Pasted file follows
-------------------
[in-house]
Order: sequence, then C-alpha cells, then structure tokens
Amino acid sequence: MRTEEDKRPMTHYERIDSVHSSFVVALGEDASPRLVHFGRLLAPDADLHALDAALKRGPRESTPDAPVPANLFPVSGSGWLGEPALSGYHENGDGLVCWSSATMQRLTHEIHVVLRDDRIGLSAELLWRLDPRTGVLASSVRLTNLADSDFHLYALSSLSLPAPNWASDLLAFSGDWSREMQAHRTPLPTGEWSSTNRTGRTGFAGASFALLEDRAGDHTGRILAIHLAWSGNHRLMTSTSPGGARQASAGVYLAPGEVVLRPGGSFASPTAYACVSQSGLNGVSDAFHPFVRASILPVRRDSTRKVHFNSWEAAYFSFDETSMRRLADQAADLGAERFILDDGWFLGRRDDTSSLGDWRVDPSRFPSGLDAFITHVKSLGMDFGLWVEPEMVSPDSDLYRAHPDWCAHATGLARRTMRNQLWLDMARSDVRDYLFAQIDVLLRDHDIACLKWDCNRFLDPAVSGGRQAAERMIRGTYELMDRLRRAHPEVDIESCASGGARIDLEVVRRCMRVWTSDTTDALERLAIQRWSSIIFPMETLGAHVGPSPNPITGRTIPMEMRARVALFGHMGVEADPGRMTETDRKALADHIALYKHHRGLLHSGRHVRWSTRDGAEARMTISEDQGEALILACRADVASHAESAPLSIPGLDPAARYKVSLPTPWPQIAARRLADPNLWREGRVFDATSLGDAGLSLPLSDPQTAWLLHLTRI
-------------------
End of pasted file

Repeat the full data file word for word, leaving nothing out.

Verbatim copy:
[in-house]
Order: sequence, then C-alpha cells, then structure tokens
Amino acid sequence: MRTEEDKRPMTHYERIDSVHSSFVVALGEDASPRLVHFGRLLAPDADLHALDAALKRGPRESTPDAPVPANLFPVSGSGWLGEPALSGYHENGDGLVCWSSATMQRLTHEIHVVLRDDRIGLSAELLWRLDPRTGVLASSVRLTNLADSDFHLYALSSLSLPAPNWASDLLAFSGDWSREMQAHRTPLPTGEWSSTNRTGRTGFAGASFALLEDRAGDHTGRILAIHLAWSGNHRLMTSTSPGGARQASAGVYLAPGEVVLRPGGSFASPTAYACVSQSGLNGVSDAFHPFVRASILPVRRDSTRKVHFNSWEAAYFSFDETSMRRLADQAADLGAERFILDDGWFLGRRDDTSSLGDWRVDPSRFPSGLDAFITHVKSLGMDFGLWVEPEMVSPDSDLYRAHPDWCAHATGLARRTMRNQLWLDMARSDVRDYLFAQIDVLLRDHDIACLKWDCNRFLDPAVSGGRQAAERMIRGTYELMDRLRRAHPEVDIESCASGGARIDLEVVRRCMRVWTSDTTDALERLAIQRWSSIIFPMETLGAHVGPSPNPITGRTIPMEMRARVALFGHMGVEADPGRMTETDRKALADHIALYKHHRGLLHSGRHVRWSTRDGAEARMTISEDQGEALILACRADVASHAESAPLSIPGLDPAARYKVSLPTPWPQIAARRLADPNLWREGRVFDATSLGDAGLSLPLSDPQTAWLLHLTRI